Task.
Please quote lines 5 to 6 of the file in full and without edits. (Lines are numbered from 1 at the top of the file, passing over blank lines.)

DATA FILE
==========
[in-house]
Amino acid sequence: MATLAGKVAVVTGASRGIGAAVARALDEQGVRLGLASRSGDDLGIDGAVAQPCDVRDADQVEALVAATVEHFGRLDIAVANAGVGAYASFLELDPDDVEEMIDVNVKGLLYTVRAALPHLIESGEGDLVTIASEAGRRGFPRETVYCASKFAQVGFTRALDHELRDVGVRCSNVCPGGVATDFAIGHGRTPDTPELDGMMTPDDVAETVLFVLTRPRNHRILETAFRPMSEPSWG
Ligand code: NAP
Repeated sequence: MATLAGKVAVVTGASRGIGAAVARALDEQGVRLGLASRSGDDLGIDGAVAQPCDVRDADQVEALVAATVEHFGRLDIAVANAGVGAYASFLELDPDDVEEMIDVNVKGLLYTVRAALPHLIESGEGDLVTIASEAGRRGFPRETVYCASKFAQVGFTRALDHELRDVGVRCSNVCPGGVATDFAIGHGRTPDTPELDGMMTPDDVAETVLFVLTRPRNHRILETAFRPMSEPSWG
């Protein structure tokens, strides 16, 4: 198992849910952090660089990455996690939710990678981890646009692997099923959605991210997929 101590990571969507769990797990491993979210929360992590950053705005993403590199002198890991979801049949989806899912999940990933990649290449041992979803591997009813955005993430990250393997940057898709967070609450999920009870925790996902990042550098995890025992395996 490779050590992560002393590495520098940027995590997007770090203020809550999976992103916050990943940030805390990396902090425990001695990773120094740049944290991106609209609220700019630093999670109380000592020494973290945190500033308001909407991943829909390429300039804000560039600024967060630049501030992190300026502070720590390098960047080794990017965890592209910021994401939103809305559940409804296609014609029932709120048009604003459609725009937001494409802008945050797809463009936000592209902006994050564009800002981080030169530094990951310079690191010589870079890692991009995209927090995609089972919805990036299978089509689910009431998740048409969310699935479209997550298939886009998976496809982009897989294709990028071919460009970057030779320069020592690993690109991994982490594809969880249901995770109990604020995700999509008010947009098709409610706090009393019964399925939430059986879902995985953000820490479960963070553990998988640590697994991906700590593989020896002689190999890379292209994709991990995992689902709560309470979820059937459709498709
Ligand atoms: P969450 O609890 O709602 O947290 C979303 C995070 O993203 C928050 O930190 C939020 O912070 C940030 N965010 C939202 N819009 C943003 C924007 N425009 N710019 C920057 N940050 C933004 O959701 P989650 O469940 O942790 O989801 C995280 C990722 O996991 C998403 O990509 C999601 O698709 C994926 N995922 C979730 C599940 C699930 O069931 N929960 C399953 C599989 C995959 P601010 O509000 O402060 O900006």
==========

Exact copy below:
């Protein structure tokens, strides 16, 4: 198992849910952090660089990455996690939710990678981890646009692997099923959605991210997929 101590990571969507769990797990491993979210929360992590950053705005993403590199002198890991979801049949989806899912999940990933990649290449041992979803591997009813955005993430990250393997940057898709967070609450999920009870925790996902990042550098995890025992395996 490779050590992560002393590495520098940027995590997007770090203020809550999976992103916050990943940030805390990396902090425990001695990773120094740049944290991106609209609220700019630093999670109380000592020494973290945190500033308001909407991943829909390429300039804000560039600024967060630049501030992190300026502070720590390098960047080794990017965890592209910021994401939103809305559940409804296609014609029932709120048009604003459609725009937001494409802008945050797809463009936000592209902006994050564009800002981080030169530094990951310079690191010589870079890692991009995209927090995609089972919805990036299978089509689910009431998740048409969310699935479209997550298939886009998976496809982009897989294709990028071919460009970057030779320069020592690993690109991994982490594809969880249901995770109990604020995700999509008010947009098709409610706090009393019964399925939430059986879902995985953000820490479960963070553990998988640590697994991906700590593989020896002689190999890379292209994709991990995992689902709560309470979820059937459709498709
Ligand atoms: P969450 O609890 O709602 O947290 C979303 C995070 O993203 C928050 O930190 C939020 O912070 C940030 N965010 C939202 N819009 C943003 C924007 N425009 N710019 C920057 N940050 C933004 O959701 P989650 O469940 O942790 O989801 C995280 C990722 O996991 C998403 O990509 C999601 O698709 C994926 N995922 C979730 C599940 C699930 O069931 N929960 C399953 C599989 C995959 P601010 O509000 O402060 O900006």